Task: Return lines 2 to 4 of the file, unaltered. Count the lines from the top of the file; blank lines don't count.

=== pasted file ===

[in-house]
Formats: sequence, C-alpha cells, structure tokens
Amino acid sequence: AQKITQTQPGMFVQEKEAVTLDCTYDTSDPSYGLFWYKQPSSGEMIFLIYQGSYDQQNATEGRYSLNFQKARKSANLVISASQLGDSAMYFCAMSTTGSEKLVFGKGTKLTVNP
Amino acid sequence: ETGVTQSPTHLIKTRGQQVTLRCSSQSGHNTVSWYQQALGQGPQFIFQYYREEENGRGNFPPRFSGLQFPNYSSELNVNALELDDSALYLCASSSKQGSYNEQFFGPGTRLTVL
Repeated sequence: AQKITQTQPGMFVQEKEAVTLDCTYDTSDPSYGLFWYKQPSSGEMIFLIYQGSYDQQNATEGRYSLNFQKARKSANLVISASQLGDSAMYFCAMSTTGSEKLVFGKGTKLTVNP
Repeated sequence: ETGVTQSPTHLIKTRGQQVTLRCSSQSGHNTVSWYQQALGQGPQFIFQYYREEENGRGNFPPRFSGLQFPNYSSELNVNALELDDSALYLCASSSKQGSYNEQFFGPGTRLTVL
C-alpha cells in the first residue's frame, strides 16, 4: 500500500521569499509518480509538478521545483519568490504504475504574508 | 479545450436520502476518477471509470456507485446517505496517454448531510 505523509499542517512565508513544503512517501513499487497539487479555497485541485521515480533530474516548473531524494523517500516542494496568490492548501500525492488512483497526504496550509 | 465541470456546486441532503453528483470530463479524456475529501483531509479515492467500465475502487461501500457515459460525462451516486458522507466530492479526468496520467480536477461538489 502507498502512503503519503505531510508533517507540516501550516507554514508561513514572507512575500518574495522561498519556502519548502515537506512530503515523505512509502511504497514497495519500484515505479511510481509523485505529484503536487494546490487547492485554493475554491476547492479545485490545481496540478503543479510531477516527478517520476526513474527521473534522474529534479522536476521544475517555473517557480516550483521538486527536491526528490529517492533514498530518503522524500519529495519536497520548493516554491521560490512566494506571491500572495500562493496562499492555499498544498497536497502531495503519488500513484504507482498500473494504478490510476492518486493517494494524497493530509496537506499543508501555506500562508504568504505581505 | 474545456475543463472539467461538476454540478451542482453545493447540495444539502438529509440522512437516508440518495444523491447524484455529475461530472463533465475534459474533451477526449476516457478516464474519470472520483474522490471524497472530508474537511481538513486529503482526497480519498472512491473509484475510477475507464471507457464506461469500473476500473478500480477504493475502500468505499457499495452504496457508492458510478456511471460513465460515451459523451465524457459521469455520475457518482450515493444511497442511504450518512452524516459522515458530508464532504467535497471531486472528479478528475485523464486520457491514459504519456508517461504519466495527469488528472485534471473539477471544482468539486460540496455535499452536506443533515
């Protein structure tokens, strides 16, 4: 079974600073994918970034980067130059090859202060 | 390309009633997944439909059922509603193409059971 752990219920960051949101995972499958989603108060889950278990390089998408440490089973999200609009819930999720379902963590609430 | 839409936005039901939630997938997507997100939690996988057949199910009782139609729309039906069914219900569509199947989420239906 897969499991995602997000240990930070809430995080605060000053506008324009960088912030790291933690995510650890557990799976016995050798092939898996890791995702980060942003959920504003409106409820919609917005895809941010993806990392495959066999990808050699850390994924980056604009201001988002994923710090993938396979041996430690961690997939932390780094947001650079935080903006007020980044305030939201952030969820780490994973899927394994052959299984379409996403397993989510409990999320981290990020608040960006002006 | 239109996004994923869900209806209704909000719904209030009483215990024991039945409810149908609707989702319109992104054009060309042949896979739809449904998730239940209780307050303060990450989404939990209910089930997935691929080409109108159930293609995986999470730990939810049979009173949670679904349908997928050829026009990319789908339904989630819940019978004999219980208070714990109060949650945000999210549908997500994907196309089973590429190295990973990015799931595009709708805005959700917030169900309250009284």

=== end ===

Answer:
Formats: sequence, C-alpha cells, structure tokens
Amino acid sequence: AQKITQTQPGMFVQEKEAVTLDCTYDTSDPSYGLFWYKQPSSGEMIFLIYQGSYDQQNATEGRYSLNFQKARKSANLVISASQLGDSAMYFCAMSTTGSEKLVFGKGTKLTVNP
Amino acid sequence: ETGVTQSPTHLIKTRGQQVTLRCSSQSGHNTVSWYQQALGQGPQFIFQYYREEENGRGNFPPRFSGLQFPNYSSELNVNALELDDSALYLCASSSKQGSYNEQFFGPGTRLTVL